Feb 9, 2019

Denver teachers are on the brink of their first strike in 25 years

Denver Public School district teachers rally in downtown Denver. Photo: Andy Cross/MediaNews Group/The Denver Post via Getty Images

After 15 months of unresolved talks, the Denver Classroom Teachers Association and Denver Public Schools, Colorado's largest school district, will meet at the negotiating table on Saturday in a last-ditch effort to avoid a Monday teachers' strike, the Denver Post reports.

The big picture: The two sides are currently $8 million apart in a dispute over teacher compensation as teachers argue that the district's policy of offering bonuses to lure educators to underperforming schools harms their salaries generally. The strike would be the first in Denver in 25 years and comes amid a national wave of educator activism over the past year that most recently grabbed headlines with a strike in Los Angeles.

Go deeper: Why the teachers pay wars have only just begun

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Coronavirus spreads to more countries, and U.S. ups its case count

Data: The Center for Systems Science and Engineering at Johns Hopkins, the CDC, and China's Health Ministry. Note: China numbers are for the mainland only and U.S. numbers include repatriated citizens.

The novel coronavirus continues to spread to more nations, and the U.S. reports a doubling of its confirmed cases to 34 — while noting those are mostly due to repatriated citizens, emphasizing there's no "community spread" yet in the U.S. Meanwhile, Italy reported its first virus-related death on Friday.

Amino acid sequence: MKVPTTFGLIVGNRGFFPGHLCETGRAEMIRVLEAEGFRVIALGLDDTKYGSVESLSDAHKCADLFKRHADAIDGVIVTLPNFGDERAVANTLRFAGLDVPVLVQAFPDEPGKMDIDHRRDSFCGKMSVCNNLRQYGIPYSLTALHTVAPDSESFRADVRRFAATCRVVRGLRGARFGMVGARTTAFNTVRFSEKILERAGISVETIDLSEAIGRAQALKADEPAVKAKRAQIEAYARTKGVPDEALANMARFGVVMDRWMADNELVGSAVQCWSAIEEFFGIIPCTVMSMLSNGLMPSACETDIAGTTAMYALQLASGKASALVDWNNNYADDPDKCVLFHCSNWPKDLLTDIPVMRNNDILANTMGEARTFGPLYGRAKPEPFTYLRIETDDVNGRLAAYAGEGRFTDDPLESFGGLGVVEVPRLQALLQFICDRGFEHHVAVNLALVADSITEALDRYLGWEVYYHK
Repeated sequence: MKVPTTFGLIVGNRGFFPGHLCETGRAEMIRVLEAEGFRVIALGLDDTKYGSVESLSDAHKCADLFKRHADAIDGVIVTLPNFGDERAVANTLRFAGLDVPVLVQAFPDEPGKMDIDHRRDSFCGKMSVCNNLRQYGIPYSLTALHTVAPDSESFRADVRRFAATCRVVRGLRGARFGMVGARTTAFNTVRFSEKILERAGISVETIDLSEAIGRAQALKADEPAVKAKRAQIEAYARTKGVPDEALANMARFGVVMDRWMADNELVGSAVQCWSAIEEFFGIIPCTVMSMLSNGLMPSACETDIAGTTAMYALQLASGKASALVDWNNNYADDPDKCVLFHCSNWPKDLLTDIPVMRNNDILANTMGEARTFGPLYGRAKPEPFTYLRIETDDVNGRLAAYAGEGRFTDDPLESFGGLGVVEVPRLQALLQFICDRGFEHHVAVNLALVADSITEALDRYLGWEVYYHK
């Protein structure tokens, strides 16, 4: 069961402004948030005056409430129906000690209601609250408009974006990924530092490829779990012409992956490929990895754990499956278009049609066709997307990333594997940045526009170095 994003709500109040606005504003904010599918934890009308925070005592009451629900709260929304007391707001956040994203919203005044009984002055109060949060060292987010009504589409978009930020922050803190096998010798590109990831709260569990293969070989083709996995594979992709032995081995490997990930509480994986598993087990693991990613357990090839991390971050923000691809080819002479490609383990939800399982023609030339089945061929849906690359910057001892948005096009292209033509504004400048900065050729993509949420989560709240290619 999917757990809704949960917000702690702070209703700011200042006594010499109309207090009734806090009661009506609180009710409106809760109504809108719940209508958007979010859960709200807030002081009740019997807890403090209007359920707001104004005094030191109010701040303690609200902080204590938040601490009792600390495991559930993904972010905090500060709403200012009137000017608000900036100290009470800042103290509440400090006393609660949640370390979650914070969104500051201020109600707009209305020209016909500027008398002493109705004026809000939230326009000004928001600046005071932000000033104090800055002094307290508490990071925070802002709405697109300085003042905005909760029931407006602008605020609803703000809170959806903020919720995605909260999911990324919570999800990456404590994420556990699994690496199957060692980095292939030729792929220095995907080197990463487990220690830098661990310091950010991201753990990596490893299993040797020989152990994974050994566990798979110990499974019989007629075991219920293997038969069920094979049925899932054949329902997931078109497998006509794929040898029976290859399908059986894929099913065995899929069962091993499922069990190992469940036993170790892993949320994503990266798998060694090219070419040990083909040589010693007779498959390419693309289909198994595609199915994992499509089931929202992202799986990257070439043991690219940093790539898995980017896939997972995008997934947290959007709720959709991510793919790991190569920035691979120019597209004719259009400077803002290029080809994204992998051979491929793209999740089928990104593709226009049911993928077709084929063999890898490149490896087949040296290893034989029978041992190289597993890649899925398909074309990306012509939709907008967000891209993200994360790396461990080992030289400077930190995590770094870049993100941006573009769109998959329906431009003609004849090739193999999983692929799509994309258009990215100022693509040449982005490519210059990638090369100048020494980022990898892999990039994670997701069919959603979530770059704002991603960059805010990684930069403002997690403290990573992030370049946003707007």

The big picture: COVID-19 has now killed at least 2,251 people and infected almost 77,000 others, mostly in mainland China. New countries to announce infections recently include Israel, Lebanon and Iran.

Go deeperArrowUpdated 2 hours ago - Health

Wells Fargo agrees to pay $3 billion to settle consumer abuse charges

Clients use an ATM at a Wells Fargo Bank in Los Angeles, Calif. Photo: Ronen Tivony/SOPA Images/LightRocket via Getty Images

Wells Fargo agreed to a pay a combined $3 billion to the Justice Department and the Securities and Exchange Commission on Friday for opening millions of fake customer accounts between 2002 and 2016, the SEC said in a press release.

The big picture: The fine "is among the largest corporate penalties reached during the Trump administration," the Washington Post reports.